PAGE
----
4) Preparation: A complex structure of tests may fail to provide quality results. Therefore, a test needs to be prepared very efficiently and effectively, and at the same time, it should be easy to conduct.
5) Validity: The validity of a test is an important element, as it is the degree to which a test evaluates what it was supposed to evaluate. A selection test is required to be valid because validity provides a logical and legally accepted reason to carry out the test for the screening of job applicants. A test must be valid under a specific situation and for a definite group of people. Therefore, a test is said to be valid when it is capable of measuring the factors, for which it is designed.
6) Reliability: It denotes the uniformity of the selection test. Any test is said to be reliable only if it is consistently producing the same results.
For example, with an unreliable test, an individual may score high at one event and very low on the other. even if both events are mutually close in time. This uniformity is developed with the help of re-examination of candidates with the same test on two or more events, or by any other method to evaluate the uniformity of the test score.
7) Utility: It refers to the financial gains obtained by using a specific selection method. The main objective is to assess the increase in revenue as a function of the selection method after deducting the cost expenditure incurred during the application of a certain method. A standard level of utility needs low selection ratios. Thus, it is related to the capability of an organisation to attract a large number of talented and qualified applicants for every vacant position.
Advantages of Tests
The advantages of various selection tests are as follows:
1) Reliable Tool: Selection tests are considered trustworthy and unbiased tools to evaluate and select the best candidate for a vacant position. Selection tests are always free from personal biasness and discrimination in comparison to other techniques used for selection purposes, such as interviews.
2) Ideal for Large Groups: The selection test has an advantage over other tests as it can be conducted for a large number of applicants at the same time. A selection test is the only technique to save the time and cost of the organisation at the time of choosing candidates from a large pool.
3) Predictor of Intangible Talents: Selection tests are a useful tool to identify the hidden talent and skills of individuals.
4) Goal-Specific and Target-Oriented: To evaluate a particular characteristic of the individual, various selection tests are used by the organisations. For example, achievement tests can be used to discover the existing performance of the applicants, on the other hand, aptitude tests are considered for evaluating the prospective performance.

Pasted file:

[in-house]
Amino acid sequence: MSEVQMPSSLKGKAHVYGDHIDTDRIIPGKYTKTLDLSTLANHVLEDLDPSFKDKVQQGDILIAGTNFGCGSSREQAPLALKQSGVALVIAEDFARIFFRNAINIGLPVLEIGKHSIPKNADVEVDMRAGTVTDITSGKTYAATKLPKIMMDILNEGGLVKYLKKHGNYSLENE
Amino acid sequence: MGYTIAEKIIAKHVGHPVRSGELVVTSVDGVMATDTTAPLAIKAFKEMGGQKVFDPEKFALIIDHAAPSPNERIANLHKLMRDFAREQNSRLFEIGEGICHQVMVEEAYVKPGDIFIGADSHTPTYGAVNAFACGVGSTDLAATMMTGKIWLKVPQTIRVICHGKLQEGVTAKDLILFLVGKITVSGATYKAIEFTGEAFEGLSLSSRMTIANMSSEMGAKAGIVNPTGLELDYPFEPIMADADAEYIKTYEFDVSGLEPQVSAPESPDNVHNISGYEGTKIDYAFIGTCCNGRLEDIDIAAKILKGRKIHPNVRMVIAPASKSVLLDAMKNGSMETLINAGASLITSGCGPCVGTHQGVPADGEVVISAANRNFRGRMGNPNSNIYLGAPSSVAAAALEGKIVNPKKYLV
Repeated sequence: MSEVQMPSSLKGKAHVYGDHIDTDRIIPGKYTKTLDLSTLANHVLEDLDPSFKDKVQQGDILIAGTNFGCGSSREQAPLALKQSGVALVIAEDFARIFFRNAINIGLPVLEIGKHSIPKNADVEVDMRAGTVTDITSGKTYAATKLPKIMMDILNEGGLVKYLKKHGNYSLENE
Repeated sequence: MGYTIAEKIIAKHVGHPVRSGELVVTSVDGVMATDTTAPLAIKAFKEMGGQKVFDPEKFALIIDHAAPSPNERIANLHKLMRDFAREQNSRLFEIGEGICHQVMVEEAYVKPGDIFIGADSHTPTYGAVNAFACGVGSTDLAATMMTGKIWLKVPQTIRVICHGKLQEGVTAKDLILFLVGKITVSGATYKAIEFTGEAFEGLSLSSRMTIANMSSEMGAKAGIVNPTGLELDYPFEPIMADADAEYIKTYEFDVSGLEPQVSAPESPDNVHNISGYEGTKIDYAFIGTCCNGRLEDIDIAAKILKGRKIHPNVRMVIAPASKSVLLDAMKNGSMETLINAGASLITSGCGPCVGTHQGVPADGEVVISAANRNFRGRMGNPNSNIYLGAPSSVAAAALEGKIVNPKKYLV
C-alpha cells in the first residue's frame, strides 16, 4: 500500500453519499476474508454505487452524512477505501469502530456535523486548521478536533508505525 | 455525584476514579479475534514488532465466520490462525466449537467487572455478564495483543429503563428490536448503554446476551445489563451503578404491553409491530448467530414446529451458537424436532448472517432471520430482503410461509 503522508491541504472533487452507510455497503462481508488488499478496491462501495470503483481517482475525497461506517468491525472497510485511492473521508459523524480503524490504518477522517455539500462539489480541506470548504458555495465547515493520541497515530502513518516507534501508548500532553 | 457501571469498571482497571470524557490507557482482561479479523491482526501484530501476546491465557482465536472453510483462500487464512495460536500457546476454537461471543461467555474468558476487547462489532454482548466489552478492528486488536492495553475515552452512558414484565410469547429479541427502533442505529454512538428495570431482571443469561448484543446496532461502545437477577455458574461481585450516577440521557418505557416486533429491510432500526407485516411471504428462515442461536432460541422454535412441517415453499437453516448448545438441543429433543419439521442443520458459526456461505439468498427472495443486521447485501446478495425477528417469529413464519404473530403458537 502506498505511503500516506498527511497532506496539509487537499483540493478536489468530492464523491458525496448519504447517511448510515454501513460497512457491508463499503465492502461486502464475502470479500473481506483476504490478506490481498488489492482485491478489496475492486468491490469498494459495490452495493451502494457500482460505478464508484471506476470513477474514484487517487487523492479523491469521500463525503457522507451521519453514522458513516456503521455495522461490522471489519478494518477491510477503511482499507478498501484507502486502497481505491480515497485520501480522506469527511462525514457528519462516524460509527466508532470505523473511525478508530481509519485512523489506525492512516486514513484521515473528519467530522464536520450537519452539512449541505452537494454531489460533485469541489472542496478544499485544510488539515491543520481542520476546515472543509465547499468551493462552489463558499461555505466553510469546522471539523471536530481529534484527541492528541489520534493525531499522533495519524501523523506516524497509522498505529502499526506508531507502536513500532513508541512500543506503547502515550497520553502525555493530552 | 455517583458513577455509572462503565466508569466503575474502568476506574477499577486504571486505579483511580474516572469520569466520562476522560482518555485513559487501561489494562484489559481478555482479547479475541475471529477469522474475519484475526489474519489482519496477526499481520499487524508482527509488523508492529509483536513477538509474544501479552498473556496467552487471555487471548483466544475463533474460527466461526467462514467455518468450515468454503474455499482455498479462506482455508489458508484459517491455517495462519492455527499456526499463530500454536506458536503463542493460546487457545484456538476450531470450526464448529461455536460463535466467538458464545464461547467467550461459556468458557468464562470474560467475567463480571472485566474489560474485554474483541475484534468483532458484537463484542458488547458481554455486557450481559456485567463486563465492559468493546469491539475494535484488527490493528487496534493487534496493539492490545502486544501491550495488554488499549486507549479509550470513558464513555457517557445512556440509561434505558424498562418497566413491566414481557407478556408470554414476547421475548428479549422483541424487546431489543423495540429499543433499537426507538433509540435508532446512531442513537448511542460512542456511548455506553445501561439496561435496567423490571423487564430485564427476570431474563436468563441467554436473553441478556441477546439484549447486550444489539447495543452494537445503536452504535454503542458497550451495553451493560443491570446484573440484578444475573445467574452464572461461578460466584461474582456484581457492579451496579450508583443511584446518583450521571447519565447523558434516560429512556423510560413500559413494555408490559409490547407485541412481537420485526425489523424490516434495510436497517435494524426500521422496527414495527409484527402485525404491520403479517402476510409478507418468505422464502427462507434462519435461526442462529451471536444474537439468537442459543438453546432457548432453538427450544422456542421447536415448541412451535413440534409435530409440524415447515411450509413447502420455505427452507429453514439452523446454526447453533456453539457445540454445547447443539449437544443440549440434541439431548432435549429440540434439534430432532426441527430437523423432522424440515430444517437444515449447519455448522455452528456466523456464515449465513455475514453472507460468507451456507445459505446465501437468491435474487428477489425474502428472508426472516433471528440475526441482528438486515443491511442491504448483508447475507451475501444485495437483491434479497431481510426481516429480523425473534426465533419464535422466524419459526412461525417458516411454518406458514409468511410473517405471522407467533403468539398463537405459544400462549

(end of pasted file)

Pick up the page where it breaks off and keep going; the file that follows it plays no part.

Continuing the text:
5) Record for Future: Selection tests act as a record-keeping tool for the organisation, which can be kept for future references and investigations. Analysing the outcomes of selection tests may result in the formation of some guidelines for additional improvement in the content and administration of the test. It becomes easier to draw out the effectiveness of a test by finding the gap between the actual and the test performance of the candidates.
Disadvantages of Tests
Though selection tests have several advantages, they suffer from a few disadvantages also, which are as follows:
1) Inappropriate for Smaller Groups: Selection tests are not very effective from the aspect of cost to choose the best candidate if the applicant pool is small. It needs plenty of time and money to prepare a selection test and check whether it is valid and reliable or not.
2) Cannot always Predict Work Performance: Selection tests are not always capable of making a cent per cent forecast about the on-the-job success of an individual. Partly, they can disclose the scorers above the cut-off point who will be more successful, rather than those who scored below the cut-off point.
3) Can be Used only as a Supplement: Tests can only be used as a supplement rather than an alternative for other methods of selection such as application forms and interviews.
4) Lack of Flexibility: Selection tests are pre-planned tests and they cannot be modified frequently to complement the changing situation. In addition, since it is an impersonal technique, it may fail to notice the significant individual differences which are essential for job performance.
5) Criticised for Discrimination: At many times, tests and their users are criticised for discrimination against the underprivileged classes. Tests are also considered a threat to privacy. Sometimes, such disapprovals restrict organisations from looking towards the positive aspects of testing.